5star.jpg General Fiction

In a future in which the sea has flooded the world, Callanish is a gracekeeper – administering shoreside burials and sending the dead to rest in the depths of the ocean. The solitary life of tending watery graves serving as penance for a long-ago mistake. Meanwhile, North is a circus performer – living with a flouting troupe of acrobats, clowns, dancers and trainers, and with only a bear for a friend. An offshore storm leads to a chance meeting between North and Callanish – and a chance to change both of their lives. Full review...

The Wild Beyond by Piers Torday

5star.jpg Confident Readers

Stories for younger readers about the effects of climate change, known as cli-fi, are growing massively in popularity right now, as environmental disasters and the disappearance of many of the planet's animals and plants hit the news on a depressingly regular basis. Shrinking glaciers mean rising water levels and the slow extinction of polar bears, and in many cities pollution and smog are so dire at times that governments are forced to ban cars and urge their citizens to stay indoors. But far from frightening children with tales of ever-increasing destruction and death, Piers Torday offers them a way to hope. No matter how bad things are, this trilogy tells us, all it takes is determination, and together we'll save our beautiful world. Full review...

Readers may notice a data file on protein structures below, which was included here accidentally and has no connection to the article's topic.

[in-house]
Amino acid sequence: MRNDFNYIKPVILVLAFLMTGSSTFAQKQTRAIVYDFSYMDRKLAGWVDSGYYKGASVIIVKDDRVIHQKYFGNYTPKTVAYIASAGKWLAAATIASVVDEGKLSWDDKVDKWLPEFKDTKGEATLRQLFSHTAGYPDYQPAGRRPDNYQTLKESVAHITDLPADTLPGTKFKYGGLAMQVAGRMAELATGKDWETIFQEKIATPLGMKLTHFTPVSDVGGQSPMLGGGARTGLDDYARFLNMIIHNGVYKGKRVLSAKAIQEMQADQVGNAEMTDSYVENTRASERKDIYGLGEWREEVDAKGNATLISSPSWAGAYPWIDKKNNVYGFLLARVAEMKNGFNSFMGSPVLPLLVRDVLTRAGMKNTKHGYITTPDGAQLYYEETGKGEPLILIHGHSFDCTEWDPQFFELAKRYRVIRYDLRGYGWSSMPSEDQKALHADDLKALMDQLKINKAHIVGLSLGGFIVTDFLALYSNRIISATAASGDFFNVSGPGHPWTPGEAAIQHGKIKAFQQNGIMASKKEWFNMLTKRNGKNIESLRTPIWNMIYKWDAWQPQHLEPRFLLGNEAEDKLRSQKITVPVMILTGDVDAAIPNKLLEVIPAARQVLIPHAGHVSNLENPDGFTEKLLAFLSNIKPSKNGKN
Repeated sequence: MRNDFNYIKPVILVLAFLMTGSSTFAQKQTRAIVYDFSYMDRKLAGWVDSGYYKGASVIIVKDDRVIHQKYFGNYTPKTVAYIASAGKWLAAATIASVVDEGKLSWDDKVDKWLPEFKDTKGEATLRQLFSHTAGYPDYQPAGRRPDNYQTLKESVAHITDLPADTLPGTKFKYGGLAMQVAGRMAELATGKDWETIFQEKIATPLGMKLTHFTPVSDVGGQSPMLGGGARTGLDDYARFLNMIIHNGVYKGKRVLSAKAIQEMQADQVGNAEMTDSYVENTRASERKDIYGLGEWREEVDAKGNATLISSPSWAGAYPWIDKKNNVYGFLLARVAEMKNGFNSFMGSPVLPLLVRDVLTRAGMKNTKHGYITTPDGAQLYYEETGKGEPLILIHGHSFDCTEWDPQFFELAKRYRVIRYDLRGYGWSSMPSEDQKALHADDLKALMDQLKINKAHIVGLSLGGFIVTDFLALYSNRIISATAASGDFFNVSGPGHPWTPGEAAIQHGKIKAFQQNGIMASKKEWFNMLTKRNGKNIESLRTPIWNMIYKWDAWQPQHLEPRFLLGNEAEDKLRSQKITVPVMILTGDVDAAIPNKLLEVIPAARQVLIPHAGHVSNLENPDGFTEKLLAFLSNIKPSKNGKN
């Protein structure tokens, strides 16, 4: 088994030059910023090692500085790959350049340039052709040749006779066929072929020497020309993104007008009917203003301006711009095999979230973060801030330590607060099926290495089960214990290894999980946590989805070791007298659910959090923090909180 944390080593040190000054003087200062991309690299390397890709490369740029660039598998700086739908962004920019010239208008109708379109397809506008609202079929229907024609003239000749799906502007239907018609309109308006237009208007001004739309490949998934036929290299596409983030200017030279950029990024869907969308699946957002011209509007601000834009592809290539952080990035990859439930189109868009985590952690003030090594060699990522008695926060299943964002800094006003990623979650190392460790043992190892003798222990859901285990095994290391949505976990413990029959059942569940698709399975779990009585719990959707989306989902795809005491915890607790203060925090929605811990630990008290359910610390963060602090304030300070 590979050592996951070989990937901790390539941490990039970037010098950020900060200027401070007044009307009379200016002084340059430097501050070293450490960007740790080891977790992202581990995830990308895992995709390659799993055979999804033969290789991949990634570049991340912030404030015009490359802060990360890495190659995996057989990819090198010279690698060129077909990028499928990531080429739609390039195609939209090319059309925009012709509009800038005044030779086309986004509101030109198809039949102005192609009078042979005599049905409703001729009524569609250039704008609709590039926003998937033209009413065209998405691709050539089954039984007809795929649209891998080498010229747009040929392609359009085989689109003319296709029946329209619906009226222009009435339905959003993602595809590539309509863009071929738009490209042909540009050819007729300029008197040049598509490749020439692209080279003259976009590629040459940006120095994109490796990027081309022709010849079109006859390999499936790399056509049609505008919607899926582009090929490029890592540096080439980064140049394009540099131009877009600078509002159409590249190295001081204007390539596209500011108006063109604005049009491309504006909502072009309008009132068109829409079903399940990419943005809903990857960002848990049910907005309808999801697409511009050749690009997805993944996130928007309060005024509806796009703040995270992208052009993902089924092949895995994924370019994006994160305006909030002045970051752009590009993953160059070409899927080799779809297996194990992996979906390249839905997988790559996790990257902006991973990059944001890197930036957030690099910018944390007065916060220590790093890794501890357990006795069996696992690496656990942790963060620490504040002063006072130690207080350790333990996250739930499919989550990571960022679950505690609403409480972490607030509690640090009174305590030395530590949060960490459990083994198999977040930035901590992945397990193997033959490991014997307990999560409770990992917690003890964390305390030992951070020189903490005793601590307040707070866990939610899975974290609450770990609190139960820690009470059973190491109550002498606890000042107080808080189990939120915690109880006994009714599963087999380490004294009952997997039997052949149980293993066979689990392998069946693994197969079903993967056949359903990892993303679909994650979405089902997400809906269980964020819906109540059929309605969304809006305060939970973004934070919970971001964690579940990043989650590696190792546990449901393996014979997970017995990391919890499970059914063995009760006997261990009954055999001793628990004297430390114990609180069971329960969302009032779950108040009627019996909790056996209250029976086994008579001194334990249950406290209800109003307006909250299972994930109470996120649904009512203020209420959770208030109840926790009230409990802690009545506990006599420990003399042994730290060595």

The Independent Director: The Non-Executive Director's Guide to Effective Board Presence by Gerry Brown

4.5star.jpg Business and Finance

In the United Kingdom independent directors are usually known as non-executive directors to distinguish them from the executive – those people charged with actually running the company on a day-to-day basis - but Gerry Brown usually refers to them as independent directors, a phrase which is common in other parts of the world. Initially, I found the phrase somewhat unusual but as I read The Independent Director I came to prefer that usage as it stresses what the director must be above all else – independent and able to stand back from the management of a business and view what is happening and what is planned with a dispassionate and critical eye. There's little in the way of training and it can be argued that no one is actually qualified to do the job, but Brown's book is as good as you're going to get in terms of spelling out the responsibilities and pitfalls. Full review...

A Lover's Pinch by Jean Ravencourt

4.5star.jpg Historical Fiction